Photographer Wows Crowds by Capturing Football Match with 127-Year-Old Camera

In an amazing blend of sports and vintage photography, one intrepid photographer recently brought a 127-year-old camera to capture shots at a major football match, leaving spectators and fellow cameramen in awe. The stunning black-and-white photos, shared in a viral Reddit post, provide a nostalgic window into the beautiful game.

Taking pictures using a 127 year old camera
byu/EpicManJam inDamnthatsinteresting

The post, less than 30 seconds long, shows the photographer pulling out the antique accordion-style camera, a No. 4 Cartridge Kodak model from 1897, from its storage case. As he extends the retractable lens, nearby videographers on the sidelines can’t help marveling at the piece of photographic history.

The man behind the camera is Miles Myerscough-Harris, a professional photographer and videographer known for his experimentation with obscure and historic camera equipment. Myerscough-Harris picked up the rare Kodak, likely worth hundreds to collectors, at an antique store.

He was actually at the match, revealed to be at Manchester United’s Old Trafford stadium, on assignment to recreate a team photo from 1924 for a Swedish football club. To get the perfect vintage look in the challenging light conditions, Myerscough-Harris opted to use Ilford Delta 3200 film.

“I needed to be sure I had film that was fast enough to capture the image in an indoor stadium, on a camera with fairly rudimentary controls,” he explained on Instagram. “It did the job perfectly! Plus the extra grain of 3200 ISO film helped make it look even more vintage.”

The final photos, though only briefly shown, depict atmospheric, grainy shots of the players and crowd, seemingly transporting the scenes back in time. One shows a wide view of the stadium, while others zoom in on groups of players in action on the pitch.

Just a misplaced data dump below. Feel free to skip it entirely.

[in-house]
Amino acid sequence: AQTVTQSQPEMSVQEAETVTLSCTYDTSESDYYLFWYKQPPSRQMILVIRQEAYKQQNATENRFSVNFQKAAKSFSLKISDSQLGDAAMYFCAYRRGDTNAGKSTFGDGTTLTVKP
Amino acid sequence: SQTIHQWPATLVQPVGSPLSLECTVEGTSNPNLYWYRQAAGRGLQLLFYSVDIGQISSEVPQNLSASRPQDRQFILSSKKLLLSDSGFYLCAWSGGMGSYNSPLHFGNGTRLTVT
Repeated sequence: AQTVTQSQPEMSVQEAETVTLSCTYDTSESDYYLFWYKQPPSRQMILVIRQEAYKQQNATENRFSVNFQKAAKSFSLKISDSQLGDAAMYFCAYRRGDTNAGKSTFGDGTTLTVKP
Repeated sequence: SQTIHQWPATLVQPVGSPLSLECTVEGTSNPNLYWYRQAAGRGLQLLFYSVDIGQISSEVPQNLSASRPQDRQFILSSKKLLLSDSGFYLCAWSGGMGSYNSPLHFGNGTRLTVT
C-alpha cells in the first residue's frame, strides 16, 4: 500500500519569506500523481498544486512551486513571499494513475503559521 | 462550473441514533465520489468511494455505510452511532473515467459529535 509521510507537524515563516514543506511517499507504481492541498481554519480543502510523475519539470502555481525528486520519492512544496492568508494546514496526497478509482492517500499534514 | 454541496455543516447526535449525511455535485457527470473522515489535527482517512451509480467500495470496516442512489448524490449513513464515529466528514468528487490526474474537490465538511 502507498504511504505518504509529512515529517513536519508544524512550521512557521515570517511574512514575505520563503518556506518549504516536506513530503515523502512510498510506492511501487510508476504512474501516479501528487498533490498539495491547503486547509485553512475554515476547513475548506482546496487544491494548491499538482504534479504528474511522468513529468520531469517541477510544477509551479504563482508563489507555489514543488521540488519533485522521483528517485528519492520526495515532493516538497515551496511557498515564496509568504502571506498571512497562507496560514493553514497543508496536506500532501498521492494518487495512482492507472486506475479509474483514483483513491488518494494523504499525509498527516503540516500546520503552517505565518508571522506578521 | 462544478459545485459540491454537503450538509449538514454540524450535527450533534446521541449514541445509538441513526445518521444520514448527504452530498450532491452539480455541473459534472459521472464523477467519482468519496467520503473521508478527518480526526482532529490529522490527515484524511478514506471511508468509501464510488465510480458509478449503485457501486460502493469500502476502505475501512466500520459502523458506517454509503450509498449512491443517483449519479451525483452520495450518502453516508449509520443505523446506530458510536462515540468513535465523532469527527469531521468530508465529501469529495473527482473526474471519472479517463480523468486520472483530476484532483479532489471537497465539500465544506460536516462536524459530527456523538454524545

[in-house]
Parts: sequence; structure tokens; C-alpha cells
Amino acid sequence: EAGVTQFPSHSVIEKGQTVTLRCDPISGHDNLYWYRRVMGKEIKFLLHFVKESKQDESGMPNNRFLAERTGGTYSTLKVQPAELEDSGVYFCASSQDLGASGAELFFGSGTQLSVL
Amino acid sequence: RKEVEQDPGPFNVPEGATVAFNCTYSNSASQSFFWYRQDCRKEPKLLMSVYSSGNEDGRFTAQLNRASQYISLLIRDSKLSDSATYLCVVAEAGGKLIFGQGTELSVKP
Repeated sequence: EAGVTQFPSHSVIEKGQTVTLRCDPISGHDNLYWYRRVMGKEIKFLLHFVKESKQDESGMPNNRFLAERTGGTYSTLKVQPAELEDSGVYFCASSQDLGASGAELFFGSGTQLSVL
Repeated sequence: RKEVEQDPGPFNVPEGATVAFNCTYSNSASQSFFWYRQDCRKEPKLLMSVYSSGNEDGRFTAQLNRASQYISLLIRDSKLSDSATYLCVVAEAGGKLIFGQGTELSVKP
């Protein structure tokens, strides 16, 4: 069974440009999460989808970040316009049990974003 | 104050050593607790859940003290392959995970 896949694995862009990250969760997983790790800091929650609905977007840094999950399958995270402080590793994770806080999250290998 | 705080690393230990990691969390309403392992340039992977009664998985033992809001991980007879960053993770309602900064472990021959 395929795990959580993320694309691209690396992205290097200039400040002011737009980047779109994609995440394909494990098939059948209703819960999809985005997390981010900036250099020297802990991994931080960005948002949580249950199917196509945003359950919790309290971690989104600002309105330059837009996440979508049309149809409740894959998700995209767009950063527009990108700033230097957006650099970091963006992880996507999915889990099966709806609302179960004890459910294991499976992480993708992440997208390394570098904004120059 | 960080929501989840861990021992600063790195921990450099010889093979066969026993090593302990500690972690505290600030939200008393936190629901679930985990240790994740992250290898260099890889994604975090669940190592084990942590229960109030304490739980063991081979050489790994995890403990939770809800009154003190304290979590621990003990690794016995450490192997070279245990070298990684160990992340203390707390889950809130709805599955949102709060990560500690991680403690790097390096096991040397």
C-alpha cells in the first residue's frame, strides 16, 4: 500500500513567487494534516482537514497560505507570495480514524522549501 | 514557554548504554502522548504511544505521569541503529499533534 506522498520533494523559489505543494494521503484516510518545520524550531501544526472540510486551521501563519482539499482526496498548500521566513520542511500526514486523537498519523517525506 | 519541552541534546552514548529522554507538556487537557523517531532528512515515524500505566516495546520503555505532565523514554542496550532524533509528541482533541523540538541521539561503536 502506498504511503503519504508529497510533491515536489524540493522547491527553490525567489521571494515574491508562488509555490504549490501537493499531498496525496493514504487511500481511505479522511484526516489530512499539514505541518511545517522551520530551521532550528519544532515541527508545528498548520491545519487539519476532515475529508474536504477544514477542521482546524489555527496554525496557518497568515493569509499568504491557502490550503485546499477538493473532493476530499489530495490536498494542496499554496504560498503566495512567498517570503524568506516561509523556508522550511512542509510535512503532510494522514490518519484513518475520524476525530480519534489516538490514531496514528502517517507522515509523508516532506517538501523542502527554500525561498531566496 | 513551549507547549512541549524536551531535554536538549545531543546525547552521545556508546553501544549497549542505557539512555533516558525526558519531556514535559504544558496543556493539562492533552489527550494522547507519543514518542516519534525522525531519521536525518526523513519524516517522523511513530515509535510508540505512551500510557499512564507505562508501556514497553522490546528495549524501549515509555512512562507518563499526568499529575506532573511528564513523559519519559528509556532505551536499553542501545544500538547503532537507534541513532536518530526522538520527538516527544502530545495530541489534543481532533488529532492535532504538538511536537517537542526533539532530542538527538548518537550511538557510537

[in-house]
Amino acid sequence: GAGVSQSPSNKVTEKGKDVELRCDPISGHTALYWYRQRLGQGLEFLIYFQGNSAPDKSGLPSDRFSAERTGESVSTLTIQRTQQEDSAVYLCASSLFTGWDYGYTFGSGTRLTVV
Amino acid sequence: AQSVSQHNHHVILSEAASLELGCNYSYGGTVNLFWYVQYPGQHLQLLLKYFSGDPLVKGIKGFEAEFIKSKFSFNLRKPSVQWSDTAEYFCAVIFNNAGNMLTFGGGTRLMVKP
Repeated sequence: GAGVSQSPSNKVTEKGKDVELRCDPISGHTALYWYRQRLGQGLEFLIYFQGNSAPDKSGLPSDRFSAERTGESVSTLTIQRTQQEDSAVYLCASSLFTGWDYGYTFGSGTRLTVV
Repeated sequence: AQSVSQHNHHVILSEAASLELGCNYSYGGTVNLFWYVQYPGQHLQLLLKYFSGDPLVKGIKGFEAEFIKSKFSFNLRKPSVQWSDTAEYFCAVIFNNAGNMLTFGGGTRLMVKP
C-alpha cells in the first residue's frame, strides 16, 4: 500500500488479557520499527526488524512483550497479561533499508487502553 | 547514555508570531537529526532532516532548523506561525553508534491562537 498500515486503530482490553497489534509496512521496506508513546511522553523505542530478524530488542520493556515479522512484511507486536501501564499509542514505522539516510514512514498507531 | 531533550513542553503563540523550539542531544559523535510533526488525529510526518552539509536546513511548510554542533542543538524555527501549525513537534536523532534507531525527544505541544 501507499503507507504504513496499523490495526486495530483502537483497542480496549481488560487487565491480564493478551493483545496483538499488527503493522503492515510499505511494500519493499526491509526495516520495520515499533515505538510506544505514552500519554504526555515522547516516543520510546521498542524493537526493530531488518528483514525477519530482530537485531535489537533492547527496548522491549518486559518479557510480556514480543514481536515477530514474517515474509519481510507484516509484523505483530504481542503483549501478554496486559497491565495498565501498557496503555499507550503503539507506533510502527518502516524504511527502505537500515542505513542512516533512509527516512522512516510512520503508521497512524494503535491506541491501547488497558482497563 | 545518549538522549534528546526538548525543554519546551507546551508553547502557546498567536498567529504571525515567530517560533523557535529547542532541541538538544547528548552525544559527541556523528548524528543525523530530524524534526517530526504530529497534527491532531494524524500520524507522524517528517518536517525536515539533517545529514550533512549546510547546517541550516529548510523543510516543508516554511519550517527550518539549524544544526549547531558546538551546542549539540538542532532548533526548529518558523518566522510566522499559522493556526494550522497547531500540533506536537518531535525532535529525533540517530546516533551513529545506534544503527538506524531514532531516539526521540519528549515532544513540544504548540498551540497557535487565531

Online, viewers were impressed with both the antique camera and resulting shots. “I love the camera guys checking out your camera,” one Redditor noted, highlighting how the videographers stopped panning the crowd to appreciate the vintage equipment.

“The fact that camera still works is mind-blowing,” marveled another poster. This sparked discussion on the simple yet durable mechanics of early cameras.

“Old analog cameras are insanely simple,” explained one commenter. “A fixed lens and a shutter (sometimes with a simple clockwork timer, sometimes just a sliding flap that you open and close by hand) in a dark box. Changing the single-frame film blind is a PITA though.”

However, some expressed frustration that the video was shot vertically, making it hard to fully appreciate the photos. “Imagine taking this video in landscape so that, when the pictures were shown, they would fit the frame better,” one quipped.

Other commenters applauded the poetic combination of the beautiful game and the lost art of vintage photography. “Never expected Nujabes,” remarked one, referencing the wistful background music. “Makes me think of an alternate history world where they had all the tech we had now 127 years ago and where they would be now civilisation wise.”

While most celebrated the cross-generational story and images, a few critics felt the set-up didn’t showcase the camera’s full potential or live up to the hype of the post title. Likely in part due to the equipment’s limitations, the photographer stayed in his seat rather than zooming in on the field action.

Regardless of the mixed opinions, Myerscough-Harris’ experiment uniting sports, history and the art of analog photography clearly captured imaginations around the world, racking up over 26,000 upvotes and hundreds of comments on Reddit. As one user simply stated, “This is the coolest thing I’ve seen today.”

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